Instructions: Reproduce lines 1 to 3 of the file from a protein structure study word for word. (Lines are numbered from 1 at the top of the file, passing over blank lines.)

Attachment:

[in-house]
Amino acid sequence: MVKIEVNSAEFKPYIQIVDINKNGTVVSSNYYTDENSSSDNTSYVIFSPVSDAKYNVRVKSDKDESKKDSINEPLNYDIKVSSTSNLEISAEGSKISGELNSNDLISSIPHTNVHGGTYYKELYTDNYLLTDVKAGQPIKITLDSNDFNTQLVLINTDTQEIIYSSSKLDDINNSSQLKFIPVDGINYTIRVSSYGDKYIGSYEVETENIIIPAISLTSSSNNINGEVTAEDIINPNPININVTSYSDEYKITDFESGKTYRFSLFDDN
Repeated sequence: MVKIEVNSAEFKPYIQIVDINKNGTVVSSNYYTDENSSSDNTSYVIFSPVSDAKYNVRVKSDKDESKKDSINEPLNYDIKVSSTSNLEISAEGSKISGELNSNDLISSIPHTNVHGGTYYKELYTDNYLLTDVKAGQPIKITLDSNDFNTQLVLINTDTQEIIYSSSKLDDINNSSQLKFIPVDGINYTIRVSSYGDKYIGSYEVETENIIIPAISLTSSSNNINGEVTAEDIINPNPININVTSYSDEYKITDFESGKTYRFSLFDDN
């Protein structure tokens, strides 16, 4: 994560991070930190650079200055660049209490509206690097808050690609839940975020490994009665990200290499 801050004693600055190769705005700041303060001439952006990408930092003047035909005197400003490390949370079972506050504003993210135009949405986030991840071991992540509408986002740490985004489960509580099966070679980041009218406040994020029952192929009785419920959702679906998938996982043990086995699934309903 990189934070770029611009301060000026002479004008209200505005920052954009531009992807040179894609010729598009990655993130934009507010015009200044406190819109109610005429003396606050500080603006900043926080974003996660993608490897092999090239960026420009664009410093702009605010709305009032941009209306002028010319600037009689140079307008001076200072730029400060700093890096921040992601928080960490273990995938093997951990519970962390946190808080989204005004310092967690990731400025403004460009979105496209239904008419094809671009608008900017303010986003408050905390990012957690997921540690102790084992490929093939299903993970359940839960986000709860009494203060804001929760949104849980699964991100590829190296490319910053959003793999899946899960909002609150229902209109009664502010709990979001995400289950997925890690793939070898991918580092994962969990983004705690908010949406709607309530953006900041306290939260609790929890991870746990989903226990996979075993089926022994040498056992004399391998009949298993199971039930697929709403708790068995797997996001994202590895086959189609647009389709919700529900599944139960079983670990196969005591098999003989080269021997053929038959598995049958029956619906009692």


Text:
[in-house]
Amino acid sequence: MVKIEVNSAEFKPYIQIVDINKNGTVVSSNYYTDENSSSDNTSYVIFSPVSDAKYNVRVKSDKDESKKDSINEPLNYDIKVSSTSNLEISAEGSKISGELNSNDLISSIPHTNVHGGTYYKELYTDNYLLTDVKAGQPIKITLDSNDFNTQLVLINTDTQEIIYSSSKLDDINNSSQLKFIPVDGINYTIRVSSYGDKYIGSYEVETENIIIPAISLTSSSNNINGEVTAEDIINPNPININVTSYSDEYKITDFESGKTYRFSLFDDN
Repeated sequence: MVKIEVNSAEFKPYIQIVDINKNGTVVSSNYYTDENSSSDNTSYVIFSPVSDAKYNVRVKSDKDESKKDSINEPLNYDIKVSSTSNLEISAEGSKISGELNSNDLISSIPHTNVHGGTYYKELYTDNYLLTDVKAGQPIKITLDSNDFNTQLVLINTDTQEIIYSSSKLDDINNSSQLKFIPVDGINYTIRVSSYGDKYIGSYEVETENIIIPAISLTSSSNNINGEVTAEDIINPNPININVTSYSDEYKITDFESGKTYRFSLFDDN